Rett syndrome (RS) is a disorder that affects young girls and is characterized by progressive loss of cognitive function and ability to communicate, apraxia of hand movements, seizures, respiratory disturbances, ataxia, corticospinal tract involvement, and characteristic hand-wringing movements. It affects only females with an incidence of 1:10,000-1:15,000. Diagnosis depends upon the presence of a characteristic and remarkably consistent constellation of symptoms and signs. There is no diagnostic marker. It is proposed, but not proven, that RS is an X-linked dominant, lethal in males and reproductively lethal in females, with most cases representing new mutations. The present application is submitted 25 months after the initiation of P01 HD 23540, and requests support for an additional 3 years of multidisciplinary clinical and basic research studies designed to elucidate the pathogenesis of RS and to initiate therapy. It includes four highly interrelated components. Project 1 will conduct multidisciplinary evaluations of clinical features and therapeutic interventions in 100 patients with documented """"""""classical"""""""" RS, and will carry out investigations to help clarify the genetic basis of RS. The other three projects are designed to test and extend a pathogenetic hypothesis developed during the 25 months of the current grant period; namely, that RS is a neurodegenerative disorder that affects most severely dopaminergic neurons in the substantia nigra and basal ganglia and cholinergic neurons in the basal forebrain. This hypothesis will be evaluated by the techniques of neuropathology (Projects 2a and 2b), neurochemistry (Project 3), Positron Emission Tomography (Project 4a) and Magnetic Resonance Imaging (Project 4b). This approach may clarify the pathogenesis of RS, but also will serve as a model of how a neonatal neurodegenerative process differs from disorders such as Alzheimer and Parkinson disease that affect at least in part the same neurons later in life. During this grant period, a series of therapeutic interventions will be sought and implemented.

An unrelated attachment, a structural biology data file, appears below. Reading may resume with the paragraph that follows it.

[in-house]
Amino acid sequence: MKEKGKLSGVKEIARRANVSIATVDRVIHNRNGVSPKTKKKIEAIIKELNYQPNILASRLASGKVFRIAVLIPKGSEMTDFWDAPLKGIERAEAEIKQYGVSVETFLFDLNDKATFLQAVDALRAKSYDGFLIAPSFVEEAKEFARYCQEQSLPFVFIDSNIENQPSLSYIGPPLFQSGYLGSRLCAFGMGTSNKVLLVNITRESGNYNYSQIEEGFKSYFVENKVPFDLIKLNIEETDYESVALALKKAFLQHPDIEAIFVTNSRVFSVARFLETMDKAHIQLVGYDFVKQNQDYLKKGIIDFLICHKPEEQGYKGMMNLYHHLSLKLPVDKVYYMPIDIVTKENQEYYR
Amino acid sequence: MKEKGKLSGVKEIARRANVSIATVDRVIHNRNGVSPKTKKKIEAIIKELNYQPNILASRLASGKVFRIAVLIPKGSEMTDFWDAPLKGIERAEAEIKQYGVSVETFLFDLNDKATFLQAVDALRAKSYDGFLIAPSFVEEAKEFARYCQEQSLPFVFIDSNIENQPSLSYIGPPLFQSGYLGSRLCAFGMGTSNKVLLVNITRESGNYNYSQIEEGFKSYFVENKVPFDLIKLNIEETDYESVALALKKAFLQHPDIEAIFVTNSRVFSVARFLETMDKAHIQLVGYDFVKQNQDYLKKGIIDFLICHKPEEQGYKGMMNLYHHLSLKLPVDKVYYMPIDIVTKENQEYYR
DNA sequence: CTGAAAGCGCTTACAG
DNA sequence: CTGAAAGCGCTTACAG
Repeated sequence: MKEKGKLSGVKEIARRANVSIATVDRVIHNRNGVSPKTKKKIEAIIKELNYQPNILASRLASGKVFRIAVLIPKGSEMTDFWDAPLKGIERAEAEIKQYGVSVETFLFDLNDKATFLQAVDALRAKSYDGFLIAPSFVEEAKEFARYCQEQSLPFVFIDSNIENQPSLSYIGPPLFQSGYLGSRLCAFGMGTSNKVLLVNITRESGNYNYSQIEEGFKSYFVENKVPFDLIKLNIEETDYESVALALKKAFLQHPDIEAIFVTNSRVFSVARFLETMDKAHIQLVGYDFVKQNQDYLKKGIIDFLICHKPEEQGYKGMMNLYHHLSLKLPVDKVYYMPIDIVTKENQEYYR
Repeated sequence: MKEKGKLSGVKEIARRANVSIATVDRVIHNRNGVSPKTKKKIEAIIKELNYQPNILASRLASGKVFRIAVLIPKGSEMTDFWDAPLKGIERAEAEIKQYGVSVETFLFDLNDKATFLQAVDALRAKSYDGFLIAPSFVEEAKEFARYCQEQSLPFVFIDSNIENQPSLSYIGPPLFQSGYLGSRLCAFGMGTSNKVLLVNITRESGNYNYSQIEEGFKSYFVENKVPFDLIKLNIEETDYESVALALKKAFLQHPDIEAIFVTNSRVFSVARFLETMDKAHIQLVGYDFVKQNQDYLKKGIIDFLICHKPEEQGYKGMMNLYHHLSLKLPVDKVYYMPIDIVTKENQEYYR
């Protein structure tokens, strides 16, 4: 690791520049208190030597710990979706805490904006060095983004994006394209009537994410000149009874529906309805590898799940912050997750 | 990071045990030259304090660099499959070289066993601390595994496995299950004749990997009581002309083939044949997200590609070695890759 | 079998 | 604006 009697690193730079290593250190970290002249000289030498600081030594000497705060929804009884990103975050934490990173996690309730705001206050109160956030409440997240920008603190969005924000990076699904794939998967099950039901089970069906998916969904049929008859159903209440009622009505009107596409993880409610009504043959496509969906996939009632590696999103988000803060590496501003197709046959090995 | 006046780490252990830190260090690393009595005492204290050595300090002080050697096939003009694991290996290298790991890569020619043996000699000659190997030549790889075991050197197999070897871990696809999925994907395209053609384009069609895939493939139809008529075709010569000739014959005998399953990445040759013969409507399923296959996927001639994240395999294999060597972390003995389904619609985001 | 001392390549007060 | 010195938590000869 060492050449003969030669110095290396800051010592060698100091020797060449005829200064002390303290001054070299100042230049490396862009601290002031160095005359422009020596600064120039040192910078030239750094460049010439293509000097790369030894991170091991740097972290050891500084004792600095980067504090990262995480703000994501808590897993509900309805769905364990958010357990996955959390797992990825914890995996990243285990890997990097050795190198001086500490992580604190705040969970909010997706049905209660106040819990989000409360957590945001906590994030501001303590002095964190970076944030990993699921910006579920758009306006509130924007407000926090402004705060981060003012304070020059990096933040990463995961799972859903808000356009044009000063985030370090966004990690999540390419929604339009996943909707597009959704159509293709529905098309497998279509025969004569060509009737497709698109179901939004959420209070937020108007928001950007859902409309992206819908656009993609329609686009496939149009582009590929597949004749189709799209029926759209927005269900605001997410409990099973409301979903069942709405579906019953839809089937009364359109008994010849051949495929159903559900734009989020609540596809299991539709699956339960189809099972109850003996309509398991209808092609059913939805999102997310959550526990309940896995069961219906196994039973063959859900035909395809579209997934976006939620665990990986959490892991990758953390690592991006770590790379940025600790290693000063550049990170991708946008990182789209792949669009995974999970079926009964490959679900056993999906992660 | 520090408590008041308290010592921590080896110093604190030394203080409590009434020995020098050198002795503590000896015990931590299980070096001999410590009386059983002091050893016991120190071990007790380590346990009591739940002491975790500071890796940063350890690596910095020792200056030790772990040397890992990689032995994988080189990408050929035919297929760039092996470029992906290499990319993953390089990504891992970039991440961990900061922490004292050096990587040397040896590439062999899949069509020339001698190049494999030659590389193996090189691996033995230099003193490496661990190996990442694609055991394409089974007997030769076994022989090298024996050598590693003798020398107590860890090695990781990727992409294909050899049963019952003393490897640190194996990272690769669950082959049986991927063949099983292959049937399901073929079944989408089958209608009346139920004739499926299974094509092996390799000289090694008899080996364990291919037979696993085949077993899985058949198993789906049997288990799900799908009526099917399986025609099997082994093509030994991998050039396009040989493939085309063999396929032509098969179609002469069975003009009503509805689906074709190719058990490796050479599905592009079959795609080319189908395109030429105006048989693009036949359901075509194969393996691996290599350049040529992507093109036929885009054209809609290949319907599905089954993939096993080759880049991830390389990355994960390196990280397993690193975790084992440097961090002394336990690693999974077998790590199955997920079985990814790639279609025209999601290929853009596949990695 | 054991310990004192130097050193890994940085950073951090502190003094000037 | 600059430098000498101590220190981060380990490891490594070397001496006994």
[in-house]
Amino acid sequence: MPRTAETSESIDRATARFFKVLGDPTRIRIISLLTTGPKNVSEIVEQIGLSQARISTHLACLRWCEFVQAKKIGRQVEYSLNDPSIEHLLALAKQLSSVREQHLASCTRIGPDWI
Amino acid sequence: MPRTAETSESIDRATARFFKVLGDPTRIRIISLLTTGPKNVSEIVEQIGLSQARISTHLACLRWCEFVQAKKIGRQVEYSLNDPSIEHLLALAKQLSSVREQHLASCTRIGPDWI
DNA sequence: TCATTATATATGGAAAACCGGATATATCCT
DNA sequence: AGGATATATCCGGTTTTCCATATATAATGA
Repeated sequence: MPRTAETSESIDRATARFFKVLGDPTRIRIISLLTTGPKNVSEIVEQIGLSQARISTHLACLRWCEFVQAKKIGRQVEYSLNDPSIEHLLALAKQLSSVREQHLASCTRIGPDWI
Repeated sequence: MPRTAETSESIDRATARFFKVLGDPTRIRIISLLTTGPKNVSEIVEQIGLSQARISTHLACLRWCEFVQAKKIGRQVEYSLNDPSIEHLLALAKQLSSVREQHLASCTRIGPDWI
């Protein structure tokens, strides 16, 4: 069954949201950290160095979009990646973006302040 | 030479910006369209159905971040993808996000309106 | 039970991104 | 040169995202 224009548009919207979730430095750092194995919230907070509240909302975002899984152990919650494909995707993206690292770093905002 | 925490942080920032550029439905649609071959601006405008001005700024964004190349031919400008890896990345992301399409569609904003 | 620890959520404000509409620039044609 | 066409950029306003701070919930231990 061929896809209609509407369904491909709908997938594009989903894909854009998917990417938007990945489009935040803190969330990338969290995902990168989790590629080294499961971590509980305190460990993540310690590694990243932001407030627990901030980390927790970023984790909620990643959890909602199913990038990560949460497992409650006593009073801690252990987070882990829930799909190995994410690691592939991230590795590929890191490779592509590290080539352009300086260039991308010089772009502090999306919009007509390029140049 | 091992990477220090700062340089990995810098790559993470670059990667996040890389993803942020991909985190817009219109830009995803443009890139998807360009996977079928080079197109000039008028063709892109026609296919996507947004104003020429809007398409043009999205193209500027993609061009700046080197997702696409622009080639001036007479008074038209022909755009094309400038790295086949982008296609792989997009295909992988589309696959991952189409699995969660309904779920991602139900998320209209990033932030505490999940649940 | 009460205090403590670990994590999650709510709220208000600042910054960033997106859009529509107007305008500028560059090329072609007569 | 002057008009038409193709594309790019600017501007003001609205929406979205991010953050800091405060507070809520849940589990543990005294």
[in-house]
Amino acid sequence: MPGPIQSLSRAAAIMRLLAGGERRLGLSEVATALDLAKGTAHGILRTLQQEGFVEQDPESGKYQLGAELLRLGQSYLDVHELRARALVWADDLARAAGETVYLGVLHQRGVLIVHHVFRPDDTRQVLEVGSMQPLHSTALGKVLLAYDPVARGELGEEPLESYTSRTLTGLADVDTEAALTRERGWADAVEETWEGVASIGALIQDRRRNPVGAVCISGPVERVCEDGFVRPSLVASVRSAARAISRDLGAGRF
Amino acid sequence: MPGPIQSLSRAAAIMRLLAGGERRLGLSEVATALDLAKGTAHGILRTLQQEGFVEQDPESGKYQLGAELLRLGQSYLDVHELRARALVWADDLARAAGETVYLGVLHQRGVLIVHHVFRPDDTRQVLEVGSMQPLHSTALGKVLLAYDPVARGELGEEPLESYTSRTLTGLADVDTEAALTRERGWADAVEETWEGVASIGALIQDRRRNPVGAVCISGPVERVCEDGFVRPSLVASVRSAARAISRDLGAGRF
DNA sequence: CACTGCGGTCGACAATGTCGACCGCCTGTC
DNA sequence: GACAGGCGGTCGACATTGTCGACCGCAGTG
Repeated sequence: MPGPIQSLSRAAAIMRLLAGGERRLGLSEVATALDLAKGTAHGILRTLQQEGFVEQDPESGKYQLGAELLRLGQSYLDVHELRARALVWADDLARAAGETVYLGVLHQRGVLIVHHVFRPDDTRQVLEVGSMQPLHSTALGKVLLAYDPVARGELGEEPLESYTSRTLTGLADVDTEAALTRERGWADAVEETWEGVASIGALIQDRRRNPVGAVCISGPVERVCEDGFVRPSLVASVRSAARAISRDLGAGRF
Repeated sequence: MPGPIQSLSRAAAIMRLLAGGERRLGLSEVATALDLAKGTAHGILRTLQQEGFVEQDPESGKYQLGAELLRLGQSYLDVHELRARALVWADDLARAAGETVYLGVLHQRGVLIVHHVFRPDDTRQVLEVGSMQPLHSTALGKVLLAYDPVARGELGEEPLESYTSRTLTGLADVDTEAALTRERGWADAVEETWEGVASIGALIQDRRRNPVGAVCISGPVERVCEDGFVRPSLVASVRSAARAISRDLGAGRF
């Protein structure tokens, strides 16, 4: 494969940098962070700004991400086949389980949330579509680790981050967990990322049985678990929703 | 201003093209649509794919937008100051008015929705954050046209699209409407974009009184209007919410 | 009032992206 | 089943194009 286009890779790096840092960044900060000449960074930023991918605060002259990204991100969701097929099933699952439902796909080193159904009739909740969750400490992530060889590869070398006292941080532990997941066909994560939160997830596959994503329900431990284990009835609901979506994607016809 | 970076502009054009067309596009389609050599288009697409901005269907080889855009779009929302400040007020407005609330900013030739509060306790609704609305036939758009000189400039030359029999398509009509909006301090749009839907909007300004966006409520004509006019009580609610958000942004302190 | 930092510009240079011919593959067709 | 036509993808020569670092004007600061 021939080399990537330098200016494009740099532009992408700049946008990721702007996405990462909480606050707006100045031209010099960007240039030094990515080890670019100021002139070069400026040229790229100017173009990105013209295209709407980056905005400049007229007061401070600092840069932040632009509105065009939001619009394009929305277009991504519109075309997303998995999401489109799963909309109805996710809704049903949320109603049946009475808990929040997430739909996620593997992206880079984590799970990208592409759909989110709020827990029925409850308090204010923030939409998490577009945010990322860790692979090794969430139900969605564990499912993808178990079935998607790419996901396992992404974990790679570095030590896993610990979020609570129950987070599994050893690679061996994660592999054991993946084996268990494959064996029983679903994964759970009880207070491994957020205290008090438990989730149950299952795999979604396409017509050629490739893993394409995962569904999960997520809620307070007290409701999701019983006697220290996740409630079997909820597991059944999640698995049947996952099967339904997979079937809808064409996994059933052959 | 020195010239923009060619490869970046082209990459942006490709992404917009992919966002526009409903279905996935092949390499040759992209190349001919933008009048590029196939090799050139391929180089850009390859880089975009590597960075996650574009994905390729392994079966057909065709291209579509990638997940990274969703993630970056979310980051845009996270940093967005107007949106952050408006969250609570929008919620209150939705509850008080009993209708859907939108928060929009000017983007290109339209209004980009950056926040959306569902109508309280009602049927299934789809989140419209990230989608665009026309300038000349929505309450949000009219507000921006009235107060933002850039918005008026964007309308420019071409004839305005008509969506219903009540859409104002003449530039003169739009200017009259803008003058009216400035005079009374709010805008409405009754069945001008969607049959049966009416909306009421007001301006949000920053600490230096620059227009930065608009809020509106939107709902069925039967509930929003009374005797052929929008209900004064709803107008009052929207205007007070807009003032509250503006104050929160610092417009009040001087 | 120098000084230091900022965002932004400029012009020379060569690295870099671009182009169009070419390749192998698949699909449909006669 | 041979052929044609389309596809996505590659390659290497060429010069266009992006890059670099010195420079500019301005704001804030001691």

National Institute of Health (NIH)
Eunice Kennedy Shriver National Institute of Child Health & Human Development (NICHD)
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Mental Retardation Research Committee (HDMR)
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Hugo W. Moser Research Institute Kennedy Krieger
United States
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